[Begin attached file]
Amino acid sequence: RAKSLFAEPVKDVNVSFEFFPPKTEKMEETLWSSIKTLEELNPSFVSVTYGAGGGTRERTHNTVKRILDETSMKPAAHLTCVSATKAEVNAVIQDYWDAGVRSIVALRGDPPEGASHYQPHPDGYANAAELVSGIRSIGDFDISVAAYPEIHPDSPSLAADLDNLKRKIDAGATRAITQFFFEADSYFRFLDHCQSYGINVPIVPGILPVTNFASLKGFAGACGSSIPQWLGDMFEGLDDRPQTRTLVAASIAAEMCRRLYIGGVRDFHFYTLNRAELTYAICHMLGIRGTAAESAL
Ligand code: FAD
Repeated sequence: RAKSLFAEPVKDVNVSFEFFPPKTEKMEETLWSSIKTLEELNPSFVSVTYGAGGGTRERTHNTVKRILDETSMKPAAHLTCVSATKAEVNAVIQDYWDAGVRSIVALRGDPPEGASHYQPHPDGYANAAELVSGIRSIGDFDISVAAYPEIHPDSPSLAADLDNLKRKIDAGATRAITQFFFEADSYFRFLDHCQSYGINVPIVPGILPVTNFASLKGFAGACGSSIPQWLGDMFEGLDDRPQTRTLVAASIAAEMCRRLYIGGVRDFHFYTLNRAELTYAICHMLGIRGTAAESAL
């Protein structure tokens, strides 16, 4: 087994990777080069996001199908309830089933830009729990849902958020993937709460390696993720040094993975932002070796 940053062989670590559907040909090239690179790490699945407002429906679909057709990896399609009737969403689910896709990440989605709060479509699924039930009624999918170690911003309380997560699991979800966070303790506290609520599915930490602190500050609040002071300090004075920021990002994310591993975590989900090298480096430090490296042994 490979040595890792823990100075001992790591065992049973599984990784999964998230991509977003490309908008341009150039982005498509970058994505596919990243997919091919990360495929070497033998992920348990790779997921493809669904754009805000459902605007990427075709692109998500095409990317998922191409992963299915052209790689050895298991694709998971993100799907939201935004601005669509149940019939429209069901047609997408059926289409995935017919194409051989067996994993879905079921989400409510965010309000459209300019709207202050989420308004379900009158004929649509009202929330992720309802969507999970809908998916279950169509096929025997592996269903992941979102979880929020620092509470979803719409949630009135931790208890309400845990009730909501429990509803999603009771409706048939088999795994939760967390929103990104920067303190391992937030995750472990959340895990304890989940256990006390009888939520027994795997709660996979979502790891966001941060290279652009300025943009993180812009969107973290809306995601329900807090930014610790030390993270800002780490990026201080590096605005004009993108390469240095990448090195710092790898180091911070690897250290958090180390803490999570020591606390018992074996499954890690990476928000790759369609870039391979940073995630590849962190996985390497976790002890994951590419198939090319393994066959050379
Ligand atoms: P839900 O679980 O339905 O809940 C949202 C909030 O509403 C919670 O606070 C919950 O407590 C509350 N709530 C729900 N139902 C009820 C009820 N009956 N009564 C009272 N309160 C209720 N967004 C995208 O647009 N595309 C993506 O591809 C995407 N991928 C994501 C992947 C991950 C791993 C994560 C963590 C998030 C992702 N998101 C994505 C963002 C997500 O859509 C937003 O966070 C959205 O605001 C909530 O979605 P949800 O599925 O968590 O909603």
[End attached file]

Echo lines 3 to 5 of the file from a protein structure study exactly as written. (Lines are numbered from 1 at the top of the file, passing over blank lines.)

Repeated sequence: RAKSLFAEPVKDVNVSFEFFPPKTEKMEETLWSSIKTLEELNPSFVSVTYGAGGGTRERTHNTVKRILDETSMKPAAHLTCVSATKAEVNAVIQDYWDAGVRSIVALRGDPPEGASHYQPHPDGYANAAELVSGIRSIGDFDISVAAYPEIHPDSPSLAADLDNLKRKIDAGATRAITQFFFEADSYFRFLDHCQSYGINVPIVPGILPVTNFASLKGFAGACGSSIPQWLGDMFEGLDDRPQTRTLVAASIAAEMCRRLYIGGVRDFHFYTLNRAELTYAICHMLGIRGTAAESAL
């Protein structure tokens, strides 16, 4: 087994990777080069996001199908309830089933830009729990849902958020993937709460390696993720040094993975932002070796 940053062989670590559907040909090239690179790490699945407002429906679909057709990896399609009737969403689910896709990440989605709060479509699924039930009624999918170690911003309380997560699991979800966070303790506290609520599915930490602190500050609040002071300090004075920021990002994310591993975590989900090298480096430090490296042994 490979040595890792823990100075001992790591065992049973599984990784999964998230991509977003490309908008341009150039982005498509970058994505596919990243997919091919990360495929070497033998992920348990790779997921493809669904754009805000459902605007990427075709692109998500095409990317998922191409992963299915052209790689050895298991694709998971993100799907939201935004601005669509149940019939429209069901047609997408059926289409995935017919194409051989067996994993879905079921989400409510965010309000459209300019709207202050989420308004379900009158004929649509009202929330992720309802969507999970809908998916279950169509096929025997592996269903992941979102979880929020620092509470979803719409949630009135931790208890309400845990009730909501429990509803999603009771409706048939088999795994939760967390929103990104920067303190391992937030995750472990959340895990304890989940256990006390009888939520027994795997709660996979979502790891966001941060290279652009300025943009993180812009969107973290809306995601329900807090930014610790030390993270800002780490990026201080590096605005004009993108390469240095990448090195710092790898180091911070690897250290958090180390803490999570020591606390018992074996499954890690990476928000790759369609870039391979940073995630590849962190996985390497976790002890994951590419198939090319393994066959050379
Ligand atoms: P839900 O679980 O339905 O809940 C949202 C909030 O509403 C919670 O606070 C919950 O407590 C509350 N709530 C729900 N139902 C009820 C009820 N009956 N009564 C009272 N309160 C209720 N967004 C995208 O647009 N595309 C993506 O591809 C995407 N991928 C994501 C992947 C991950 C791993 C994560 C963590 C998030 C992702 N998101 C994505 C963002 C997500 O859509 C937003 O966070 C959205 O605001 C909530 O979605 P949800 O599925 O968590 O909603």